A decision on whether Murray will play his first game since spraining his left ankle Oct. 28 will be made after he goes through a workout before Sunday's game against the Seattle Seahawks.
"He definitely progressed," Kingsbury said. "So we want to make sure that he's in a place where he can play his game, protect himself and do all the things, and if he can, he'll be out there."
The message from the Cardinals has largely gone unchanged in the past few weeks, and Murray has gone through pregame testing the past couple of games before being listed as inactive. However, Kingsbury said he was more hopeful this week about Murray, who returned to practice in a limited fashion Wednesday and Thursday and was on the field for the open portion of Friday's practice.
The coach said the Cardinals will have a better gauge of how Murray is feeling over the next two days as he continues to rehab.
Murray is still limited by "the acceleration stuff that really makes him who he is at times" but is "getting close," Kingsbury said.
"He's got to be able to use that to get away, escape trouble, the things that he does naturally and instinctively," the coach said. "So we're still trying to get to that point."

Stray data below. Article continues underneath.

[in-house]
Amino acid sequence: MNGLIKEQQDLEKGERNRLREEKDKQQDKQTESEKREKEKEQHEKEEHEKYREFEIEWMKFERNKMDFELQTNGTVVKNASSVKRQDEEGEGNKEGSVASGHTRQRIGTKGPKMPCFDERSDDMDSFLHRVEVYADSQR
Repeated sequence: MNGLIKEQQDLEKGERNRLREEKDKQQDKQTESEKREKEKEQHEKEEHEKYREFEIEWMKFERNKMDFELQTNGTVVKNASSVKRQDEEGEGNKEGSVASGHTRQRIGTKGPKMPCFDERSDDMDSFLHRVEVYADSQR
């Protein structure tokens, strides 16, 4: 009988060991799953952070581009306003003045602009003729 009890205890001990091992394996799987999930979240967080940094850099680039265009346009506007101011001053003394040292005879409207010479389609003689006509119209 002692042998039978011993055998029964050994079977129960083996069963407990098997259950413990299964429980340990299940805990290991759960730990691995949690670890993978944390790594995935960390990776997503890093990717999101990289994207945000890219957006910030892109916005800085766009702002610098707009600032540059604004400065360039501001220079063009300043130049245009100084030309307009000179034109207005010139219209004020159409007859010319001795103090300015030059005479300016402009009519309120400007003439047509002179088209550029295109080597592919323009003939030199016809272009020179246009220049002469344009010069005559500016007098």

The risk of Murray returning too soon, Kingsbury said, is reinjuring his left ankle.
"If he can't get away like he's used to doing, then you don't want to put him in harm's way where that thing can get rolled up again," the coach said.
If Murray doesn't play Sunday in Seattle, the NFC West-leading Cardinals (8-2) might face a decision on their starting quarterback. Backup Colt McCoy injured a pec Sunday against the Carolina Panthers and is "getting there," Kingsbury said.
Arizona will be without wide receiver DeAndre Hopkins for a third straight game Sunday, the coach said. Hopkins suffered a hamstring injury in the first half of Arizona's loss to the Green Bay Packers on Oct. 28 and hasn't played since. Kingsbury said he expects Hopkins to return after Arizona's bye next week.